“I hope that those responsible at the local authority for the unfortunate omissions I have had to deal with in this judgment will reflect on the consequences for PN and her family of their failure to comply with their professional obligations and their obligations to this court, and on the need for them to do better in the future for a child whose welfare they are charged with safeguarding and promoting,” he said.

Kath O’Dwyer, executive director of children’s services at Cheshire East Council, said the council “apologises unreservedly” for the failings highlighted by the court.

“It is clear that, on this occasion, the assessments carried out did not meet the high professional standards that we expect and demand of those working in children’s social care services,” O’Dwyer said.

She added: “Lessons will be learned and staff training and procedures will be reviewed and reinforced to ensure such failings are not repeated.

“Cheshire East places paramount importance on the wellbeing and protection of its vulnerable residents, both young and old, and we will take appropriate action to ensure we deliver good quality practice that places children’s welfare as the key priority.”

15 Responses to Judge slams council over poor quality social work assessments

  1. muser March 14, 2017 at 1:03 pm #

    Assessments should be checked by management. This includes the objective eye of head of service. These people all sign off the piece of work and if there are fundamental gaps, then this should have been rectified. However, the time issue is what is placing a great deal of pressure on completing assessments. Full connected persons assessments have to go to fostering panel before they go to court, lessening the assessment time. 16 weeks from child placed is restrictive and impacts on the quality of the assessments. References, ex partners, other local authorities, historical searches, and travelling great distances are all time consuming, along with carrying case loads, require longer assessment times, which is bot afforded. Whilst I’m glad that a judge has spoke up, it continues to show the PLO process is limiting.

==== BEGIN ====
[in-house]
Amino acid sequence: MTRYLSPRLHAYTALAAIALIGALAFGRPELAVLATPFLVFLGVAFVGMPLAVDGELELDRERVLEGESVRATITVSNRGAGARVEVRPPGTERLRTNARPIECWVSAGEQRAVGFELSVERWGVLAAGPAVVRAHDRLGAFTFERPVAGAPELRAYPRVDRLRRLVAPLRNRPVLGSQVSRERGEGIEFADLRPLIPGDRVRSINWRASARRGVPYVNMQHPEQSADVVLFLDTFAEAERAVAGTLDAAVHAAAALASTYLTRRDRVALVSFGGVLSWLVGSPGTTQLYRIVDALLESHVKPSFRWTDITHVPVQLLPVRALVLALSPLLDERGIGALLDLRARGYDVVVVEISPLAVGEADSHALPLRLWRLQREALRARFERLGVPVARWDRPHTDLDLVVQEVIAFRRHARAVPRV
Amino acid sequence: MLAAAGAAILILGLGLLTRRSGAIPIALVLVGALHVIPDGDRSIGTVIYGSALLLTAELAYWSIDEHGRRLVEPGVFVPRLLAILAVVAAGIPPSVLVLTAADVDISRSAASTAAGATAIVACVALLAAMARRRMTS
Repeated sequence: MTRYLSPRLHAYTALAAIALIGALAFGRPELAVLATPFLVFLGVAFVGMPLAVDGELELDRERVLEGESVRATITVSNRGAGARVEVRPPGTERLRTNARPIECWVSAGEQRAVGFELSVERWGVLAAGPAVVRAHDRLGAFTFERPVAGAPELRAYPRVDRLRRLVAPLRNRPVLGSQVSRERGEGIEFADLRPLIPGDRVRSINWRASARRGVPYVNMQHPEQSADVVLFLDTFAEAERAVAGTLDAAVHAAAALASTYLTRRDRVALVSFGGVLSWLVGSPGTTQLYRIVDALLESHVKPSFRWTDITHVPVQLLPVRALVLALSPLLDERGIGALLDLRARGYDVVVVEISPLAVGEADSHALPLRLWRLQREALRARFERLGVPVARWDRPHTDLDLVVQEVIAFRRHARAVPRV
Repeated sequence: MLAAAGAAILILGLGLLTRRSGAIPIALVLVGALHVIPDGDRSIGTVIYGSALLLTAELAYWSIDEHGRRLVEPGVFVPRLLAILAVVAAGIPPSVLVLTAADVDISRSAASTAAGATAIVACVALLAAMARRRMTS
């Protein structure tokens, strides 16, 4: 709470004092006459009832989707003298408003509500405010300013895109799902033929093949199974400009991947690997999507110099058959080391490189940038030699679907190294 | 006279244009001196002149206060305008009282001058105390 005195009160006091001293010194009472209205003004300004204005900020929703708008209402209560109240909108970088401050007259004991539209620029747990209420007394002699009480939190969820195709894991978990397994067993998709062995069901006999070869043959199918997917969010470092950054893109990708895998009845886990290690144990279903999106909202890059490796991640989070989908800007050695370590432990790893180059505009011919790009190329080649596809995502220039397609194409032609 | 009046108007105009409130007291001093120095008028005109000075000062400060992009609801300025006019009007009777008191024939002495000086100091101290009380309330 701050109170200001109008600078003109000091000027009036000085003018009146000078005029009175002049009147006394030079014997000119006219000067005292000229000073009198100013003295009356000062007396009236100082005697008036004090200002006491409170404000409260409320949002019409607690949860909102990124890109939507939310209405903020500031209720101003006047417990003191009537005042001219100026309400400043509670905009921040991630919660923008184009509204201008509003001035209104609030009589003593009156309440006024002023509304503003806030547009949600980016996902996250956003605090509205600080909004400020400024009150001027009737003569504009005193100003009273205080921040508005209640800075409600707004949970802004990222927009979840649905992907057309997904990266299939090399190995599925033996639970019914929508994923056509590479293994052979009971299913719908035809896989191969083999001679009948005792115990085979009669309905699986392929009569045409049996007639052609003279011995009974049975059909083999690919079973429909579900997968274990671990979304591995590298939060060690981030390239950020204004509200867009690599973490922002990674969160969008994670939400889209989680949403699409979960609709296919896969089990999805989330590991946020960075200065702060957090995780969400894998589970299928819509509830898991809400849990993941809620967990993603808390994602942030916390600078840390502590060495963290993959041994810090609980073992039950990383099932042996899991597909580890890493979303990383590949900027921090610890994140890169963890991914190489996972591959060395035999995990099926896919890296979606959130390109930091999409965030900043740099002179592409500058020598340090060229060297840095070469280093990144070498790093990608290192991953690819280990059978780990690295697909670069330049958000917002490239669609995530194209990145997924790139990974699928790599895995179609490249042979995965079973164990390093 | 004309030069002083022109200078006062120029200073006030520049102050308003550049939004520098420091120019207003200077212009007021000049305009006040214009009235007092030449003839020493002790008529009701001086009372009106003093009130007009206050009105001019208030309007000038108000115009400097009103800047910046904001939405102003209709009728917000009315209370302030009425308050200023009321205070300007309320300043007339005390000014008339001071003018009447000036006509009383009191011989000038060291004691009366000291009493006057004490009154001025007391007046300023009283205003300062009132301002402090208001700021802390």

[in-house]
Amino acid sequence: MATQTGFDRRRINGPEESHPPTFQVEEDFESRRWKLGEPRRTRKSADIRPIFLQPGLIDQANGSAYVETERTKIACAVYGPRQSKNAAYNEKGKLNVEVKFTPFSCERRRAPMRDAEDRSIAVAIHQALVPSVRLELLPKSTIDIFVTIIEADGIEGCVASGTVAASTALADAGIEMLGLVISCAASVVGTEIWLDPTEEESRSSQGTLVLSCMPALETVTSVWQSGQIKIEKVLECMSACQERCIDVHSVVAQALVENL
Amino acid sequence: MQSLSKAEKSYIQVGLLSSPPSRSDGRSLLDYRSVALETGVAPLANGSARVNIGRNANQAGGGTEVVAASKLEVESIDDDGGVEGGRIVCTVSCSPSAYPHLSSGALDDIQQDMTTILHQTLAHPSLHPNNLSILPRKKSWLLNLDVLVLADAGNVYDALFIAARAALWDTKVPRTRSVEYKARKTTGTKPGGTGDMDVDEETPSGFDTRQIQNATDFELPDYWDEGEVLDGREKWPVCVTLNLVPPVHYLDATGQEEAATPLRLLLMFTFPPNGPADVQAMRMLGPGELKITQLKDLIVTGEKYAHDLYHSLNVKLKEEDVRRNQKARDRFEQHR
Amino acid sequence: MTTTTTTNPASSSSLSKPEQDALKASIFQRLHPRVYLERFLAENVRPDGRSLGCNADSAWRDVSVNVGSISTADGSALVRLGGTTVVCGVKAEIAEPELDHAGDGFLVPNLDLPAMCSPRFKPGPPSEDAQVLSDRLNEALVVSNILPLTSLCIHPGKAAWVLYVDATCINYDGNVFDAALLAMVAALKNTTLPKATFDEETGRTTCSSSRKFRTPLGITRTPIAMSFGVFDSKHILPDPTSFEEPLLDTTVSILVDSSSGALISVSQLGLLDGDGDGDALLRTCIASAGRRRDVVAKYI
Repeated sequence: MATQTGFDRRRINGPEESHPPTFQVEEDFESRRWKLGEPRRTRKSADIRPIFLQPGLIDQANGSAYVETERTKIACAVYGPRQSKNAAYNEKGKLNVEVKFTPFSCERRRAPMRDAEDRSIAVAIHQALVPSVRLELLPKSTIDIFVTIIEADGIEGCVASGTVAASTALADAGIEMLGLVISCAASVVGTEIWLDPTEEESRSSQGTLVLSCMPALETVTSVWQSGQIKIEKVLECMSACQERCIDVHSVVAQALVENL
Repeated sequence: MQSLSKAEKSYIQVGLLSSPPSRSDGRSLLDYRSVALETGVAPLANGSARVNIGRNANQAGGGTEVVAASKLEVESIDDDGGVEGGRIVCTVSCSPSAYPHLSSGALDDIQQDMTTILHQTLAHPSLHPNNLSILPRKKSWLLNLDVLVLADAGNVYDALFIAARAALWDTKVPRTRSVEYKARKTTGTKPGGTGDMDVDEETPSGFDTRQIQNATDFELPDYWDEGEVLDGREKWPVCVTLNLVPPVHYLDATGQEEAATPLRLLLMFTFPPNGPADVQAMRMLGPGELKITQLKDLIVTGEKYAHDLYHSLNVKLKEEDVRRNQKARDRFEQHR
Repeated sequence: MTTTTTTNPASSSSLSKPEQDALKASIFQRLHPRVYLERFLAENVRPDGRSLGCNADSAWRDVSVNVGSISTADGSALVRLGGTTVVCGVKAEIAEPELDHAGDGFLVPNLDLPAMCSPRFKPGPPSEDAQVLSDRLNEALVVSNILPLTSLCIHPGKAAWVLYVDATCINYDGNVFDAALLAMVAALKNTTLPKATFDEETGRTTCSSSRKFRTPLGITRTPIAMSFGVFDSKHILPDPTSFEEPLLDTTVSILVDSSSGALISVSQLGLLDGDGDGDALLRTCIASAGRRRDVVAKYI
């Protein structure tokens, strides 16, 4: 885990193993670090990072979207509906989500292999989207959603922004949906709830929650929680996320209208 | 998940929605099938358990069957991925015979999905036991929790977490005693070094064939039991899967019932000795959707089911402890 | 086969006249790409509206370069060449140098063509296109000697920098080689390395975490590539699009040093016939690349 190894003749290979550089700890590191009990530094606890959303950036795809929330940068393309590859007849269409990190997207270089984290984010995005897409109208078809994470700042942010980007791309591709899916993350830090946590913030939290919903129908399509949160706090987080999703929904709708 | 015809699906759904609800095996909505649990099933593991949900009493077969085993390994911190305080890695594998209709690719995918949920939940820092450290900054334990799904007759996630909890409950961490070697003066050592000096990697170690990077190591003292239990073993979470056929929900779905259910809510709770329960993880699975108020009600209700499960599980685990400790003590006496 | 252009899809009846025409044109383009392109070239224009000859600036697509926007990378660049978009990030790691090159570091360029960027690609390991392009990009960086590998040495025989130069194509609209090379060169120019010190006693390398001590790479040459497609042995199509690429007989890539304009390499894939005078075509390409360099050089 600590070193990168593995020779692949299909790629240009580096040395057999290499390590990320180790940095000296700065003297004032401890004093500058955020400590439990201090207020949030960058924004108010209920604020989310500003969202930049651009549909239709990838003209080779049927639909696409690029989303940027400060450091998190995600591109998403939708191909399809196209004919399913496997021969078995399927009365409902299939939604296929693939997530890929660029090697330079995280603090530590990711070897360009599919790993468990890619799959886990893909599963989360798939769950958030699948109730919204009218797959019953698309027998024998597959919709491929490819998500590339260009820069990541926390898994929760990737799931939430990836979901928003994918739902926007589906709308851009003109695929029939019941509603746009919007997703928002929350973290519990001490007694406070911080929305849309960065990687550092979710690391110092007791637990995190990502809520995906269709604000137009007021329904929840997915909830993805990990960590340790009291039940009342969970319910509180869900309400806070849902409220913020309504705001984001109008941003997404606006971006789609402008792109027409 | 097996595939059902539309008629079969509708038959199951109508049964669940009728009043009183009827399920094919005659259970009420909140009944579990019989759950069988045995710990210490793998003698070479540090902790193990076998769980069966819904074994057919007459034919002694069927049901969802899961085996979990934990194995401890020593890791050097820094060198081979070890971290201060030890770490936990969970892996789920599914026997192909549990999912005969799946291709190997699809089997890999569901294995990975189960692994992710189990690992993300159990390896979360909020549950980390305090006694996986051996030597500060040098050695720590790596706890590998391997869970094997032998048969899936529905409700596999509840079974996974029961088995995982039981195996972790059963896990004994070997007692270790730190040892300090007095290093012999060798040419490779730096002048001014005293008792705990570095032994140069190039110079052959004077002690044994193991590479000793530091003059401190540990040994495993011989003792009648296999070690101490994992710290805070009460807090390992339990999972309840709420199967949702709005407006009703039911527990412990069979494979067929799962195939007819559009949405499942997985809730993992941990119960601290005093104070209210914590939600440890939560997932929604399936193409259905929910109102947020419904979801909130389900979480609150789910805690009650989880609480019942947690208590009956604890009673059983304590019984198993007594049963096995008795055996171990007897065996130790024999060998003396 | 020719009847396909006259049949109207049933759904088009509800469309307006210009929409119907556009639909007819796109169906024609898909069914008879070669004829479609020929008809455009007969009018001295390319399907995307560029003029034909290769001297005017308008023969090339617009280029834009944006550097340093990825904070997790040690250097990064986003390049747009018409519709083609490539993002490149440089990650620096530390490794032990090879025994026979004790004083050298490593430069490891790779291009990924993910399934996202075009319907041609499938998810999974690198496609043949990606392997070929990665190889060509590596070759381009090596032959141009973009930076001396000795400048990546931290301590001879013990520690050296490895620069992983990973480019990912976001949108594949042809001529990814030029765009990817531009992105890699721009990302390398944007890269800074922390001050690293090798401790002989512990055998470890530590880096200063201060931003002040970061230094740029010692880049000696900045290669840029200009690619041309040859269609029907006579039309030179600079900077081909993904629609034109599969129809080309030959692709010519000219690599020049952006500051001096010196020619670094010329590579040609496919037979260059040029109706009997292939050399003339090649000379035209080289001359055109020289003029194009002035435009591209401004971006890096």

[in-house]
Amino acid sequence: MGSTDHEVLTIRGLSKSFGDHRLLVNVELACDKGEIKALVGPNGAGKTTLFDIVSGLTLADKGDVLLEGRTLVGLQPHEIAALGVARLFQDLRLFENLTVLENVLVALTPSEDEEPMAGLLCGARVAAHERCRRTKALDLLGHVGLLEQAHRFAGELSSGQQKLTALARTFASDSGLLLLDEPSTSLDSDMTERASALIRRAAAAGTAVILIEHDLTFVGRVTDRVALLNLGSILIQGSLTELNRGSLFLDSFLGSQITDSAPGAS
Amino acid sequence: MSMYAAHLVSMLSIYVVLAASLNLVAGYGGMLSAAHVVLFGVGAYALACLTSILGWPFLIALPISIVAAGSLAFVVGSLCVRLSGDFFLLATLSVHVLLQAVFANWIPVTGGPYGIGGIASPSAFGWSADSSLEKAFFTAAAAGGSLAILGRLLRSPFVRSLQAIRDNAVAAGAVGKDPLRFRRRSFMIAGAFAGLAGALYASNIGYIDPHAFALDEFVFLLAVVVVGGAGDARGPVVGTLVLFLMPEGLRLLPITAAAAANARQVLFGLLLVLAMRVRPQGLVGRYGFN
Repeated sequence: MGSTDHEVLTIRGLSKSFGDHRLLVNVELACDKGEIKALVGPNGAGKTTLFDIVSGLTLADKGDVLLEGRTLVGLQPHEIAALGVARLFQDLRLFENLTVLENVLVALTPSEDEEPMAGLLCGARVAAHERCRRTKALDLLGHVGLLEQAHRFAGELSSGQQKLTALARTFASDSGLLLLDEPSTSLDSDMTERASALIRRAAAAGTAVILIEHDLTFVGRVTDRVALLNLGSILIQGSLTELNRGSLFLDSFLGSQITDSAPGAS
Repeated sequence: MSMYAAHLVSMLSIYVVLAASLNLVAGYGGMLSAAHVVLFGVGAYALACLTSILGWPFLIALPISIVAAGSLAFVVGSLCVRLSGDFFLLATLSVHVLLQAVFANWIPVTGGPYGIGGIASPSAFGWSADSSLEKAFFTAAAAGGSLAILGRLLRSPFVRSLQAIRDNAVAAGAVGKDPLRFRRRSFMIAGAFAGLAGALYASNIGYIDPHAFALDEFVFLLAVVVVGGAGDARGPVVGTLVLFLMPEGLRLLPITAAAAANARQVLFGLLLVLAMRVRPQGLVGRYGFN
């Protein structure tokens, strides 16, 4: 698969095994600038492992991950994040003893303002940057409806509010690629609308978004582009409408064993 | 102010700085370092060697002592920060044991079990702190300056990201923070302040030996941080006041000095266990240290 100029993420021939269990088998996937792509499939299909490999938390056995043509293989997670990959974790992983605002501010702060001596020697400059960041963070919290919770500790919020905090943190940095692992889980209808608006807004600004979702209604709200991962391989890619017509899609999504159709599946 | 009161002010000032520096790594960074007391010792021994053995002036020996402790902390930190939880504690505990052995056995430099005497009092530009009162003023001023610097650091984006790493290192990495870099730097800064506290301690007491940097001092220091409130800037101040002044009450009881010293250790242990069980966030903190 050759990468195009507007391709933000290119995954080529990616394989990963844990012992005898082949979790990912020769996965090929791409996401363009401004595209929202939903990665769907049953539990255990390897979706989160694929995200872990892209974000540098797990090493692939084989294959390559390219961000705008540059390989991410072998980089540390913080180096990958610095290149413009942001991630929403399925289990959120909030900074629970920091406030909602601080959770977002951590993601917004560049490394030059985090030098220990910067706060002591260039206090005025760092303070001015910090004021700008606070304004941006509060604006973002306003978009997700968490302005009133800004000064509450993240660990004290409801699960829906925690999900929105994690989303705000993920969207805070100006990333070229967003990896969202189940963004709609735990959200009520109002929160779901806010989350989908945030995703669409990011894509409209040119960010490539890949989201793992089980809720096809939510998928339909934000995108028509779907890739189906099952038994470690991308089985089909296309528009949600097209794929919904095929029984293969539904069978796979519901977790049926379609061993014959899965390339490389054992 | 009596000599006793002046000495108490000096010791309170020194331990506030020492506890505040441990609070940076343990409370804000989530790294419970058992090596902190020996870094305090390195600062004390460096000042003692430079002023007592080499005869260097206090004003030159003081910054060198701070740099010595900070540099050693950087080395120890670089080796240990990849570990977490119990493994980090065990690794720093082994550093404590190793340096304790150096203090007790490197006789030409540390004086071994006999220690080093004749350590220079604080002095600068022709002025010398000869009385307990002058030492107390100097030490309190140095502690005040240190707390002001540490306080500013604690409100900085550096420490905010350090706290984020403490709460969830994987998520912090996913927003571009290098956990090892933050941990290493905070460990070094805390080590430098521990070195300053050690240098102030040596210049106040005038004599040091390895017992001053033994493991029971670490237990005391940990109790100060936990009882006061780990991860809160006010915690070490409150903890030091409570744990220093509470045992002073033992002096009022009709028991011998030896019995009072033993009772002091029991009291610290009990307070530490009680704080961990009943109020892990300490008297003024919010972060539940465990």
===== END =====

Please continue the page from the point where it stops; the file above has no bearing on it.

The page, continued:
• Jw52 March 15, 2017 at 8:33 am #

      Why do you assume they weren’t?

      • muser March 15, 2017 at 6:19 pm #

        It was rhetorical. My point was regarding the assessment and that checks should have highlighted the discrepancies.

  2. Borstal Boy March 14, 2017 at 2:03 pm #

    How about our Chief Social Worker gets a grip and initiates a whole country Assessment/Court Skills course for all childrens Social Workers?

    No more “innovation” or pet projects, no more pathetic role plays or online tests, a proper research based training programme that has to be done before you get the bloody role to fulfill.

    Build in good practice and share it with everyone I mean Jesus it’s not splitting the atom is it?

  3. Spidernose March 14, 2017 at 3:00 pm #

    These flaws in the assessments should have been picked up by the manager who signed it off and head of service who ultimately agrees the plan. Where is the accountability or does the buck stop with the social worker as usual

  4. anonymous March 14, 2017 at 3:30 pm #

    Muser should stop making excuses; this is a case where the social workers are completely incompetent and do not have the verbal or writtten skills that a social worker should be capable of. Shame on you

    • Nell March 15, 2017 at 2:42 pm #

      In which case, why on earth do we have Heads of Service, if not to identify gaps in skills and competence? It was my job to sign off on these for Court and as an accountable person I would expect to be criticised if standards were falling short. Hopefully an internal review will be able to establish who did what and the social workers may not be the scapegoats in the end.